1911 Encyclopædia Britannica/Rhyme
RHYME, more correctly spelt Rime, from a Provençal word
rim (its customary English spelling is due to a confusion with
rhythm), a literary ornament or device consisting of an identity
of sound in the terminal syllables of two or more words. In
the art of versification it signifies the repetition of a sound at
the end of two or more lines in a single composition. This
artifice was practically unknown to the ancients, and, when
it occurs, or seems to occur, in the works of classic Greek and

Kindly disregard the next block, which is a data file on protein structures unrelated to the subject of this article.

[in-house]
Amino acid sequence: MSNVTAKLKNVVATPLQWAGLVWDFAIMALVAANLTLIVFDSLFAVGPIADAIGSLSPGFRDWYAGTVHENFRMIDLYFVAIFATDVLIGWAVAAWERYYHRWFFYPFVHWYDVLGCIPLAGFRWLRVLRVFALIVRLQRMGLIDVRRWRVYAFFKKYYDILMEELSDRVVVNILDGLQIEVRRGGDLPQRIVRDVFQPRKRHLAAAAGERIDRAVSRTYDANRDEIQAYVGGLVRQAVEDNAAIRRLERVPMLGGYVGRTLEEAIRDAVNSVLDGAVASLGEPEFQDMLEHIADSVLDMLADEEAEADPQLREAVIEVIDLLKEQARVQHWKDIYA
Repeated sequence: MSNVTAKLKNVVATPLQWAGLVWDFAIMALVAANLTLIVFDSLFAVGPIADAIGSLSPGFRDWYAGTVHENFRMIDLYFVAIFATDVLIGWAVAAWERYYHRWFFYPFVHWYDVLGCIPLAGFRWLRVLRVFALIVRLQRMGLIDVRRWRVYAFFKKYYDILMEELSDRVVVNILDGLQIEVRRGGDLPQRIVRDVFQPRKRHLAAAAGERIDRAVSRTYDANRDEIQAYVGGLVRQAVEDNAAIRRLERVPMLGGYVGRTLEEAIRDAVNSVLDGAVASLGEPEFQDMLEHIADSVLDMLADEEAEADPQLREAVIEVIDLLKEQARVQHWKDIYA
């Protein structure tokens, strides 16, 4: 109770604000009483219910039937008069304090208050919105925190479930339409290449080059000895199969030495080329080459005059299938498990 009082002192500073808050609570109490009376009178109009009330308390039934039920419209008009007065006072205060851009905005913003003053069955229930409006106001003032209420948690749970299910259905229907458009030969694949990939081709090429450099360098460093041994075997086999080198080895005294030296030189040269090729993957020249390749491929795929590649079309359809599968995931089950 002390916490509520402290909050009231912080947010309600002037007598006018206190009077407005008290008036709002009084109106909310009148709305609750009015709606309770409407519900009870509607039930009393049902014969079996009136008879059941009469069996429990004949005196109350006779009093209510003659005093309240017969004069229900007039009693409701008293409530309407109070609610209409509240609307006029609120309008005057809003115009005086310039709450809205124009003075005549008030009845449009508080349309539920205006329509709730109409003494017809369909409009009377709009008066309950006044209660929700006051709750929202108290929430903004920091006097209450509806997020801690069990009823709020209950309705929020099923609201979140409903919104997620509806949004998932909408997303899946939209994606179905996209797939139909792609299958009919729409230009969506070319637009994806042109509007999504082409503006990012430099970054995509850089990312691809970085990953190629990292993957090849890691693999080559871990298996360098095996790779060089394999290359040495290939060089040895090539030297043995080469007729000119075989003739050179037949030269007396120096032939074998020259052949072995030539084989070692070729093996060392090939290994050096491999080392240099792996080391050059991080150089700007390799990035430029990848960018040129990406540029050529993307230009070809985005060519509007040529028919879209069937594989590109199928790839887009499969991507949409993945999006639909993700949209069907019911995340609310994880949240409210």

Latin poets, it must be considered to be accidental. The
natural tendency of the writer of verse unconsciously to repeat
a sound, however, is shown by the fact that there have been
discovered nearly one thousand lines in the writings of Virgil
where the final syllable rhymes with a central one, thus—
Bella per Emathios plus quam civilia campos.